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Questioning corporate taxes ‘Offshoring’ costs each Bay Stater $608 a year

Questioning corporate taxes
‘Offshoring’ costs each Bay Stater $608 a year

By Jerry Kronenberg  |   Tuesday, April 19, 2011  |  http://www.bostonherald.com  |  Business & Markets

Photo by Faith Ninivaggi
Local activists want Goldman Sachs to pay more tax.

Dozens of protesters staged a Tax Day rally outside the Wall Street giant’s Boston offices yesterday, opposing loopholes they say Goldman and other corporations use to avoid taxes.

“We think profitable corporations should be paying their fair share of taxes,” said Deirdre Cummings of U.S. Public Interest Research Groups, the activist organization that co-sponsored protests with the group MoveOn.org at corporate offices around the country.

The organizations also released a study estimating individual taxpayers forked over an extra $100 billion in 2010 due to corporate “offshoring,” in which companies book profits at foreign subsidiaries to minimize U.S. tax bills.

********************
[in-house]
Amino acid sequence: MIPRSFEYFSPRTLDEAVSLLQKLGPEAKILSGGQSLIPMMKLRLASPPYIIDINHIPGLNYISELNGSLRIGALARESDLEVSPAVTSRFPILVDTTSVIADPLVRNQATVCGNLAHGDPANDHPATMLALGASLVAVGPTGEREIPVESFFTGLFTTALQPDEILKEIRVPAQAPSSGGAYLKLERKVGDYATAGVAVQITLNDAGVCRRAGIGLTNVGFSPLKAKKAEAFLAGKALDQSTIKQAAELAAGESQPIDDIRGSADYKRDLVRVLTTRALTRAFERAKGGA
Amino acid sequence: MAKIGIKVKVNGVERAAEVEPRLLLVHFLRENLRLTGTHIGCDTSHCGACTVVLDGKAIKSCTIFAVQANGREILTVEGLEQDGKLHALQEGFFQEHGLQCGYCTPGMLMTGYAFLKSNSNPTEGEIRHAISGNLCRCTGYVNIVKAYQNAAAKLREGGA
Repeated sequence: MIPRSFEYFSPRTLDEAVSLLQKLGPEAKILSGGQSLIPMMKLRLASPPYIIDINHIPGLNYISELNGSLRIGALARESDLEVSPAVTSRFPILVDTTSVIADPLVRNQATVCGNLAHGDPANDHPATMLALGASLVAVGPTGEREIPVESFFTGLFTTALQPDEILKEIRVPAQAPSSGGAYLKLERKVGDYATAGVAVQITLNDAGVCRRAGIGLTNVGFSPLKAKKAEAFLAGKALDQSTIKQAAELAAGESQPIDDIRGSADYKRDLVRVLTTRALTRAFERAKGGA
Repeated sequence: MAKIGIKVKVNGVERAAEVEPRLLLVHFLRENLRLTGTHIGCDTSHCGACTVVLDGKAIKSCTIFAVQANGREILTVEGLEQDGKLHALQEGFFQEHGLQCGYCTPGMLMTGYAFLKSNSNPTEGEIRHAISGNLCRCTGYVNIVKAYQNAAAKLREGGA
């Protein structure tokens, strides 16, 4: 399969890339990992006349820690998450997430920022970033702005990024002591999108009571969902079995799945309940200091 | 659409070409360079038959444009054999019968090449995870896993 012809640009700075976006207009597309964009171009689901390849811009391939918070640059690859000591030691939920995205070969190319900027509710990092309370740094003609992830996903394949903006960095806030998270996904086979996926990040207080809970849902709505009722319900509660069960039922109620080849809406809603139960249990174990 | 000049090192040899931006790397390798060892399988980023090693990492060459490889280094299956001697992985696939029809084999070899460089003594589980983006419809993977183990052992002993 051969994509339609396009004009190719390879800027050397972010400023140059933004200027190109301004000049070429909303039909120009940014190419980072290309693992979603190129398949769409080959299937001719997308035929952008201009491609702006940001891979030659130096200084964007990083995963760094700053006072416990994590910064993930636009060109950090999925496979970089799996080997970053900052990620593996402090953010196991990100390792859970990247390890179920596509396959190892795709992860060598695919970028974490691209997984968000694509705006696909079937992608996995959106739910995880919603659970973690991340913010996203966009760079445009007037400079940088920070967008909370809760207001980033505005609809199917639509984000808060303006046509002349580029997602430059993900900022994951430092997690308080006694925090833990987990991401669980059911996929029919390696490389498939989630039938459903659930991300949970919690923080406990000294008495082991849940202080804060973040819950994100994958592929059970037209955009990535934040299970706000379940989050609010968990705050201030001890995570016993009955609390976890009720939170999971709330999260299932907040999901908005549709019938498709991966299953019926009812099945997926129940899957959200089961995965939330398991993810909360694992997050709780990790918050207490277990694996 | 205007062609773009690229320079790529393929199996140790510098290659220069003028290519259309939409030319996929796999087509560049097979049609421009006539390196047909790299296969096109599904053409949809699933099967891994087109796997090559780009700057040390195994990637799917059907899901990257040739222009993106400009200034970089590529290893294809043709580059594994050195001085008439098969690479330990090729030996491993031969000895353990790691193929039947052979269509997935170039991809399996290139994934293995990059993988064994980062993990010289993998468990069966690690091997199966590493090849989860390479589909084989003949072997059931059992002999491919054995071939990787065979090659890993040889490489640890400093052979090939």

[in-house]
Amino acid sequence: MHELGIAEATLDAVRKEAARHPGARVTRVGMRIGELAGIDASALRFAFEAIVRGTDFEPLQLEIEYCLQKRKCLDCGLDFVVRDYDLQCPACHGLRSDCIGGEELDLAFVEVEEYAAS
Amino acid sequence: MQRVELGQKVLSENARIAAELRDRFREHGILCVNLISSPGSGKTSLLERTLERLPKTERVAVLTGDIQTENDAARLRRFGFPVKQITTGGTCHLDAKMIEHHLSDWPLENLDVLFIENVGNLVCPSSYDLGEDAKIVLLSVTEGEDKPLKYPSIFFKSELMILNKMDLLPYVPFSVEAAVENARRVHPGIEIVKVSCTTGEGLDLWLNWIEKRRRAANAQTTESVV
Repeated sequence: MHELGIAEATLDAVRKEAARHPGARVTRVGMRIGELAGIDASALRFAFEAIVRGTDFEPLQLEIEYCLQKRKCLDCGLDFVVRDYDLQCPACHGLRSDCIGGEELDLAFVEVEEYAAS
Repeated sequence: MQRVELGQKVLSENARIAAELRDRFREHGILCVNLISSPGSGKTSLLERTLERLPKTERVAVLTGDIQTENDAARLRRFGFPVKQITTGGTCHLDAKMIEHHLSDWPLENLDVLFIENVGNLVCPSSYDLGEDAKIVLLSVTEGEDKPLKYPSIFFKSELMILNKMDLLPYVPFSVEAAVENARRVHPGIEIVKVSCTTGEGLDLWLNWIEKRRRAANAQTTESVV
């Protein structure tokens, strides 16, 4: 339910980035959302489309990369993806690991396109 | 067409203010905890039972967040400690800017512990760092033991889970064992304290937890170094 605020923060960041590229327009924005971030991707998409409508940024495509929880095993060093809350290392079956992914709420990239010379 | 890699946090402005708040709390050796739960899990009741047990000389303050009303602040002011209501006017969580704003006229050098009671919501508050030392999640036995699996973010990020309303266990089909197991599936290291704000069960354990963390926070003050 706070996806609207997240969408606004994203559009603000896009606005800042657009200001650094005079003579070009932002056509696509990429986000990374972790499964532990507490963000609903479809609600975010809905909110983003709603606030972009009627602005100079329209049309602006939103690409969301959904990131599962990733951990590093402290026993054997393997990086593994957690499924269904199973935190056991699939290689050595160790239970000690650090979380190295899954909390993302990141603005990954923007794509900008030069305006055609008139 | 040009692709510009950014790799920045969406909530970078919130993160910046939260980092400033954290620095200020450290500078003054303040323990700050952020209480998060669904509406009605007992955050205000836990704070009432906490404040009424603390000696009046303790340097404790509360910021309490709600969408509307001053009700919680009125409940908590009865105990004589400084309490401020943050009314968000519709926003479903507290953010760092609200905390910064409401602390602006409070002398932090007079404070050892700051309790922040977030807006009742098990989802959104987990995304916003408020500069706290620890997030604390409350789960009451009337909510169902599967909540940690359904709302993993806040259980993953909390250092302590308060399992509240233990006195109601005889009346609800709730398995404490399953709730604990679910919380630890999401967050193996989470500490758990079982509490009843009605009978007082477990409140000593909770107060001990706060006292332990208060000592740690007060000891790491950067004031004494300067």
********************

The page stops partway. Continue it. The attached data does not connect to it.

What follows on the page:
U.S. PIRG and MoveOn calculated that offshoring added $608 to the average Bay State tax filer’s bill this year.

The study found that Goldman, which didn’t return calls seeking comment, made $2 billion in 2010, but used 29 foreign subsidiaries to help cut its U.S. corporate taxes to just $14 million.

Other companies paid even less.

General Electric has faced a firestorm of protests in recent days following word that it paid zero 2010 corporate taxes despite booking $5.1 billion of profits in America alone.

“We think it’s important that the public realizes there’s a shifting of the tax burdens going on,” said Cummings, whose group left Goldman a mock $168 million tax bill.

Article URL: http://www.bostonherald.com/business/general/view.bg?articleid=1331783

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